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Why Can’t GPS Trackers Be Smaller?

April 28, 2022
Measuring tape

How Small Can A GPS Tracker Be? Well, It Depends......

Mon, 11 Apr 2022 11:00 AM CST by Don Sesler

About once a month we get a phone call from somebody who wants a small GPS tracker. A really, really small one. Like, small enough to be sewn into a child’s clothing. That kind of small.

And they would also like to be able to watch the tracker update every second or so, in real-time. Oh, and, it can’t cost more than about $10 bucks. Usually, this phone call happens right after someone has seen a tracking device in a movie or a cop show. And while each piece of this is technically possible, putting it all into one single package is not, at least not yet.

Several factors determine the minimum size of a monitoring device. Let’s look at them one by one:



Location Tracking Method:

    These days, there are multiple methods available to hardware designers when they want a device to monitor location. Here are just a few of the most common technologies in use:

    • GPS: This is a system of satellites that orbit the earth, providing very precise location information all over the planet.
    • Cell Tower: Some devices can report their proximity to nearby cellular towers. While not as accurate as GPS, this method of identifying the location of a device requires significantly less power.
    • Bluetooth: Bluetooth beacons have an interesting niche in location services, and for very specific use-cases they can provide and accurate, low-cost option to subscription based GPS tracking solutions.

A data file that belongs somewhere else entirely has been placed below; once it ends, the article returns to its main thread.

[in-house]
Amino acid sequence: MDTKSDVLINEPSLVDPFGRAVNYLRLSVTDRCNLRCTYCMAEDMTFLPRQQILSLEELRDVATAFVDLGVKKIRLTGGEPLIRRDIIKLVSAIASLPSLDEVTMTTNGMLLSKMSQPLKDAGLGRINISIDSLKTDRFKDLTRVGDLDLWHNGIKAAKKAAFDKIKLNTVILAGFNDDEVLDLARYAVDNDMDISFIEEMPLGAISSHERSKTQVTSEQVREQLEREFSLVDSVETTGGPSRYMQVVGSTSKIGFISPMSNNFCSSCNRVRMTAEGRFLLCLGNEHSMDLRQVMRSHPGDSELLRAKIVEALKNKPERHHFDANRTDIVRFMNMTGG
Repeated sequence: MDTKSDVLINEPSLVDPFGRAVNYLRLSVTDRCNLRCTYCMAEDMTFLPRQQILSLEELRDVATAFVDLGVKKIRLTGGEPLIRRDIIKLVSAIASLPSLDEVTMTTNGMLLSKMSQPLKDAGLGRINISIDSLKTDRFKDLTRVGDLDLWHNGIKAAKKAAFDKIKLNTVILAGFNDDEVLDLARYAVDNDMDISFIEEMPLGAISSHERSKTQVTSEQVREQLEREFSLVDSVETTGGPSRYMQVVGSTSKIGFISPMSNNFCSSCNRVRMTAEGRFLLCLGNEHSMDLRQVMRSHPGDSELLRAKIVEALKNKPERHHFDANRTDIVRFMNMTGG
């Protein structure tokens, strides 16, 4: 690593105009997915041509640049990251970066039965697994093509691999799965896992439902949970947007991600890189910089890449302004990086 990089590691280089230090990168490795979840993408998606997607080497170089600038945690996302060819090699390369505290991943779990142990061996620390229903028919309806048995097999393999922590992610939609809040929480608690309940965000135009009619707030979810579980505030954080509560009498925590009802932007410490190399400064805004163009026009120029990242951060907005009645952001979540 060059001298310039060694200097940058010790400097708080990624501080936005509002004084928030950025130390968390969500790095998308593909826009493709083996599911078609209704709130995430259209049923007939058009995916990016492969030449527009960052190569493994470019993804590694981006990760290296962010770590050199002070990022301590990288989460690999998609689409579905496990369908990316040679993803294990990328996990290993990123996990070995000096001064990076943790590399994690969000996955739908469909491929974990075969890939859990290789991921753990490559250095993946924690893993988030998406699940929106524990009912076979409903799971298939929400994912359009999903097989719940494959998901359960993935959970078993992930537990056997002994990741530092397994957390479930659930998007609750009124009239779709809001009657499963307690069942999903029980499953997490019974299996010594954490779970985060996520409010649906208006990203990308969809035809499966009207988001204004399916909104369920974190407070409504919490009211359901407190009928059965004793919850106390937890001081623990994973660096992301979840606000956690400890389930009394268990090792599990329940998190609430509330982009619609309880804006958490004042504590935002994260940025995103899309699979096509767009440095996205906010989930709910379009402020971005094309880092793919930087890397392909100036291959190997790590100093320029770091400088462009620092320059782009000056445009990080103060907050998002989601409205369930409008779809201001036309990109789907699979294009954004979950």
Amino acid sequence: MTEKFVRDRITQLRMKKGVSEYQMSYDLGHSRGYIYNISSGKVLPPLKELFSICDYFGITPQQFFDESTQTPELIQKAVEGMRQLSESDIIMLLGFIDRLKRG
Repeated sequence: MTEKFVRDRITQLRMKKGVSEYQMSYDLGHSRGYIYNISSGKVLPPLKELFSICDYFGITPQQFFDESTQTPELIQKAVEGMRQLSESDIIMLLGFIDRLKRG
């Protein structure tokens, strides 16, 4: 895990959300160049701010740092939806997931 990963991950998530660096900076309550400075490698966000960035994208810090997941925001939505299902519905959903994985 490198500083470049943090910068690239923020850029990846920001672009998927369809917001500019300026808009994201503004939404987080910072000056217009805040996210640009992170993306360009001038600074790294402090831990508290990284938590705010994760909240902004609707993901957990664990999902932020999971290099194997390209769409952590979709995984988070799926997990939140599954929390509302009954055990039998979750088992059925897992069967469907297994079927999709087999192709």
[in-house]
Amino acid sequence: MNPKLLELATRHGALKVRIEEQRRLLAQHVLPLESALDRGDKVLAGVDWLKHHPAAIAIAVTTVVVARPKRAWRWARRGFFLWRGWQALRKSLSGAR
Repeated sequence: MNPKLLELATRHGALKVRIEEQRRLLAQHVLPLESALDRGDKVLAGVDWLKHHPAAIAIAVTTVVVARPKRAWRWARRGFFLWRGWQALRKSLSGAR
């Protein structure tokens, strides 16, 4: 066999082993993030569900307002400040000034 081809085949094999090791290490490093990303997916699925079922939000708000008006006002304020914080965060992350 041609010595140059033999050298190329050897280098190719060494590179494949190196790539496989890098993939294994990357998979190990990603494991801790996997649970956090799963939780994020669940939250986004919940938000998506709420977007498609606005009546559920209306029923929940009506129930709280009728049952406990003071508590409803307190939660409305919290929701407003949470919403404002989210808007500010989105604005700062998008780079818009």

• RFID: RFID technology how most toll tags work, and is also used to implant a “chip” into dogs and cats. RFID tags do not need any type of battery of its own, but they can only be read when in proximity to a reader.

    Power Source:

      All tracking devices must have some kind of power supply to two basic things; figure out where they are, and communicate that information when asked to do so. Here are three of the most common power sources:

      • Battery: Many devices have an internal battery. The general rule of thumb is that the smaller the battery, the smaller the amount of power that is available to the device to do what it needs to do.
      • Hard Wired: Some devices will be connected to an external power source, like a car battery. This is the most common method for devices that are used to track vehicles over long periods of time.
      • Radio Waves: RFID tags get the power they need to operate from the incoming radio waves of the scanning device. It’s not a lot of power, but it can be enough to do the job under the right set of circumstances.

      Communication Method:

      Once the device has been powered up and a location has been determined, that information has to be transmitted to the owner of the device. Some of the more popular methods are:

      • Cellular: These days cellular coverage is almost everywhere. Sure, we all find ourselves in situations where cell coverage is not available, but it’s very rare.
      • Satellite: If you find yourself out in the desert, or in the middle of the ocean, satellite cellular service may be the way to go. It is expensive, but prices have been coming down over the last few years.
      • WiFi: If you are deep inside a large building, cell coverage may be too weak to be useful. In this situation, WiFi may be a good solution.


        The post Why Can’t GPS Trackers Be Smaller? appeared first on Sageplan Technology Consulting.

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